Hillary vs. Trump: Their battle over Bill Clinton

When the pot calls the kettle black, so to speak, few people pay attention to the accuser who's equally guilty of the crime. But when Donald Trump calls former President Bill Clinton "fair game" for his infidelities, you can bet many political journalists will be listening closely – and likely smiling.

The latest Trump charge gives reporters a legitimate reason to challenge Bill and Hillary Clinton on the stump, as well as Trump himself. The campaign trail gets a new injection of controversy with Trump's statement that he will go after Bill Clinton's sexual past.

Trump is a brand wizard, so why would he invoke Bill Clinton's alleged affairs, knowing he is equally vulnerable to attacks following an affair that ended his own marriage? He has to know attacks on Bill Clinton's sexual history didn't work in the past, so why would it work now, right?

Hillary Clinton, Bill Clinton and Donald Trump
Getty Images
Hillary Clinton, Bill Clinton and Donald Trump

In political campaigns, you attack where the opponent is weak, promote where you are strong and deflect where you are weak. Trump is effectively applying all three of these strategies with his latest attack on Bill Clinton.

Hillary Clinton is strong on women's issues so Trump knows he can't challenge her record on women's rights. He can keep sending his daughter on the campaign trail, advocating for his record with women, but it will never win against Hillary's four-decade (plus) career in advocating for women and children.

However, Trump instantly puts Hillary on the defensive by challenging her husband's history with women, deflecting where he is weak. Hillary can either defend or ignore, but if she ignores the attacks on her husband, she opens herself up to a new vulnerability: Why are you no longer defending your husband?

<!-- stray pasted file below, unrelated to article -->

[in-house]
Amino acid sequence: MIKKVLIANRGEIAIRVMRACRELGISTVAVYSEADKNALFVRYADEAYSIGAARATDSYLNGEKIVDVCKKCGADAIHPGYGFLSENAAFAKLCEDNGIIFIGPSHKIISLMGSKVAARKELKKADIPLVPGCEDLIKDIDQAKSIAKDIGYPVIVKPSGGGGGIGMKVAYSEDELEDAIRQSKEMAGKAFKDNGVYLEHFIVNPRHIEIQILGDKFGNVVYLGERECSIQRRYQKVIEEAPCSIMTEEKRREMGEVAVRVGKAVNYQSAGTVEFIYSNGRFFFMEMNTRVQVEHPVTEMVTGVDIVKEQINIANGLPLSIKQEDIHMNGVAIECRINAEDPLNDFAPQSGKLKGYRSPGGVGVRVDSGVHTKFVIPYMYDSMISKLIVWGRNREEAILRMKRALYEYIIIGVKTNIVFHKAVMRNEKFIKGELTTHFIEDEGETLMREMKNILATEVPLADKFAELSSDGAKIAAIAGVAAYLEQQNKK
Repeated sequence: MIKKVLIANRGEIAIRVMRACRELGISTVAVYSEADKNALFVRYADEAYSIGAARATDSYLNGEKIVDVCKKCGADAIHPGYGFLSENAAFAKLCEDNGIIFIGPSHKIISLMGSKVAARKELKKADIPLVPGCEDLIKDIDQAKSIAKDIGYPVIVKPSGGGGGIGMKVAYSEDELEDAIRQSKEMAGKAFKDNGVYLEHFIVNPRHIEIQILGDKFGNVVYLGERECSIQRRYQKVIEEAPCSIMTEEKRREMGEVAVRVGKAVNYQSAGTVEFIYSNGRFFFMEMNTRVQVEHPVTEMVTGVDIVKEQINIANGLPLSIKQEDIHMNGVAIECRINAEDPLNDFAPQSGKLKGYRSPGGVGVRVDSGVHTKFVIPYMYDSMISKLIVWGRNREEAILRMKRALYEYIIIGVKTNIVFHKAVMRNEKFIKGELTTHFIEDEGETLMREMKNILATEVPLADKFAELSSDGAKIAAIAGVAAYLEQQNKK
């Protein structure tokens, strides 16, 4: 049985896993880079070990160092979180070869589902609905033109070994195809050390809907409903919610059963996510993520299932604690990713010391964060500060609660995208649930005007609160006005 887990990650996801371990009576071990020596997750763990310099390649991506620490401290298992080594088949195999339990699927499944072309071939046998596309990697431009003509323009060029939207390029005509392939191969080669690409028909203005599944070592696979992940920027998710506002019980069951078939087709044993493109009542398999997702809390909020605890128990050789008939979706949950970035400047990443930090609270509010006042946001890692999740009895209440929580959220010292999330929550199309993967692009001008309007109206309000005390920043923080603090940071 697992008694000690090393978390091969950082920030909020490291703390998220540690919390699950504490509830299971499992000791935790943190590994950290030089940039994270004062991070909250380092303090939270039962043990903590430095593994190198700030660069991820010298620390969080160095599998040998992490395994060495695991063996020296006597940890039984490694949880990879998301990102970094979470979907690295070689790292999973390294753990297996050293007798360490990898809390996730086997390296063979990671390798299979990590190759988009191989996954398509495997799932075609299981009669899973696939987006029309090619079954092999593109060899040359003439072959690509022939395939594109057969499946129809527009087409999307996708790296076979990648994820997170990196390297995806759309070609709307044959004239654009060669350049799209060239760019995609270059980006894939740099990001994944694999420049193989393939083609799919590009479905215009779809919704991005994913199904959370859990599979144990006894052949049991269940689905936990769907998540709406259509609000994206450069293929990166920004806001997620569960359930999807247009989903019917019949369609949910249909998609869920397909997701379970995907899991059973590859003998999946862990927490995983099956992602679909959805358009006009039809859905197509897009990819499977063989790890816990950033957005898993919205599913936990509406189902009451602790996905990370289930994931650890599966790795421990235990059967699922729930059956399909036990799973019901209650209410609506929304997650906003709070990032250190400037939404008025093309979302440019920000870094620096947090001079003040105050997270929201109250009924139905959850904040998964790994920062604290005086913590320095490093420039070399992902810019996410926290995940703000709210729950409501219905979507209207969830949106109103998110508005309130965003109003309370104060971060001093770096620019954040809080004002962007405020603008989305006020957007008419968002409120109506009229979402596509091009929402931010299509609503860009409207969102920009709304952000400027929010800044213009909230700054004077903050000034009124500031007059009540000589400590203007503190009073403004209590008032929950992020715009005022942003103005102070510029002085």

The Clinton campaign put Bill on the stump because they wanted to remind voters of the rolling 90s when the economy was great and jobs were secure. But now, instead of reminding voters of the good times, they are forced to share the stump with the other part of Bill Clinton's past.

So what should Hillary do? On the campaign trail, she should take the high road and stay away from any Trump narrative that involves her husband. Trump is toxic to many moderate voters – from both sides of the political spectrum. Yes – the right loves Trump and the left loves Bernie Sanders but those voters won't decide the general election. Hillary needs to keep her focus on the voters who will decide the general election.

As for Bill Clinton, he is the master politician, capable of talking his way out of any controversy, so it's highly unlikely the accusations of him abusing women will stick past January. If journalists do bring up his past, Bill has several legitimate outlets to transition out of the confrontation. He should bring the conversation back to his wife's track record and continue to downplay Trump as a circus act. Remind voters of the attacks Trump has made against prominent women, and then move on.

Trump did succeed in changing the narrative once again. Scan the headlines on Google or Yahoo and you will see this story trending. Trump deflected where he was weak and attacked where his opponent had a weak spot.

Maybe journalists won't question Trump over any of his alleged affairs from the 1980s because he was a private citizen then, so it isn't as relevant. But Trump is no longer a private citizen. Here on out, his character is open to scrutiny and luckily for his opponents, his track record will provide them with plenty of fodder for attacks.

Commentary by Mark Macias, head of Macias PR, a global public-relations firm, that has run media and branding campaigns for politicians, tech start-ups, financial firms, nonprofits and companies. He's also author of the book, "Beat the Press: Your Guide to Managing theMedia." Follow him on Twitter @markmacias.